Another New Year, another new Tory leader. Now the Liberals are having a leadership contest too. Perhaps they are so fed up of losing that they want to take part in one election where a Liberal will definitely win. So Howard’s gone and Kennedy’s resigned, when will Blair finally take the hint and retire to his millionaires’ row mansion.
With all these leadership elections – and surely Blair cannot last that much longer – there is a lot of debate about who will be able to occupy the ‘centre ground.’
There is a long standing myth in British politics, perpetuated by the capitalist media, that the main political parties all need to fight for ‘the centre ground’ if they are to win elections. On the surface this sounds logical, providing one is willing to accept that the majority of people find themselves half way between left and right. This is a cunning ruse in which left and right are both positioned within the limits of the capitalist system. The choice on offer is not between capitalism and socialism, but between a reformist or liberal view on the one hand and a conservative and reactionary programme on the other. The reason why there is so little difference between the main party leaders is not that they all represent the ‘centre’, but because there is less and less room to manoeuvre within the confines of capitalism. This system can no longer afford reforms in the way that it could in the past (and even then they had to be fought for). They are like men forced to stand ever closer together in a room with the walls closing in around them.
In reality, a minority of people hold the right wing views they pass off as majority opinion while the real majority are well to the left of the present crop of Labour leaders and their Tory policies.
For years opinion polls have shown large majorities opposing privatisation and the interference of big business and the profit motive in running our schools and hospitals; supporting the restoration of trade union rights; as well as opposing the war in Iraq and kowtowing to the foreign policy of US imperialism. Yet these are all positions usually defined as well to the left of centre in official politics. What is described as the centre ground is neither the view of the majority, nor half way between left and right, but in fact reflects the views of the political, media and business establishment – the dominant ideas in any society, including parliamentary democracies, are not those of the majority, but those of the ruling class. The ideas expressed in the editorials of their newspapers are not reflections of public opinion, but propaganda designed to shape that opinion, usually with bilious appeals to prejudice and ignorance.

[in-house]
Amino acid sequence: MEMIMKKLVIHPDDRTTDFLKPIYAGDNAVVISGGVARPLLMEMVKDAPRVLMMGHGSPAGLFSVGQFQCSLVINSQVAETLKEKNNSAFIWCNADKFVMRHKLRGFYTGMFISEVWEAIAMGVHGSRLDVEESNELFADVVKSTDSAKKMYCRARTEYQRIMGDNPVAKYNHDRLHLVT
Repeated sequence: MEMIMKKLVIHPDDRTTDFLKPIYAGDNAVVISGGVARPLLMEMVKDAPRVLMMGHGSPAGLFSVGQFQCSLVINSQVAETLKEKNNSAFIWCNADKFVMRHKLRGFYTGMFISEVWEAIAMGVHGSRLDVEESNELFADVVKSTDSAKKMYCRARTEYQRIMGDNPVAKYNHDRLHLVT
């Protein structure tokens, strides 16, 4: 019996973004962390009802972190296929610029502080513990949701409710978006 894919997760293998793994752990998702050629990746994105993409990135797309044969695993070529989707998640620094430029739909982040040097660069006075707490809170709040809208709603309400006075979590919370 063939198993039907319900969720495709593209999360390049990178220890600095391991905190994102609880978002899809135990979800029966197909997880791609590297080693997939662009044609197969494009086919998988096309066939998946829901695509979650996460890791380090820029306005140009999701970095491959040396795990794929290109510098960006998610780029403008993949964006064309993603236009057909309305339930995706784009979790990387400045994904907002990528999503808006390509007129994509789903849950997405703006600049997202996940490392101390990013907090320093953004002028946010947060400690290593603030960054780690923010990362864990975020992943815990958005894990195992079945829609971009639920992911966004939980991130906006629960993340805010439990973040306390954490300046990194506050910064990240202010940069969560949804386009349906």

The New Tory leadership is now busily demonstrating that it is more in the ‘centre’ than Blair and co. In order to achieve this sleight of hand Cameron and co talk a great deal about tackling poverty and social justice. No-one will be fooled. Behind the transparency of this Emperor’s New Clothes lies the same old naked Tory reaction.
So here is the modern consensus of the centre ground. To win elections the Blairites argue, you must be like Blair. Hear, hear shout the Tories and promptly elect their own Blair to the leadership. Enter Gordon Brown crying I’m more of a Blairite than him. Brown’s attempts to woo Murdoch, the Daily Mail and big business have become ever more shameless: boasting of his role in privatising air traffic control, the exorbitant private finance initiative and the disastrous partial sell-off of the London tube, all the while wrapping himself in an imperial Union Jack.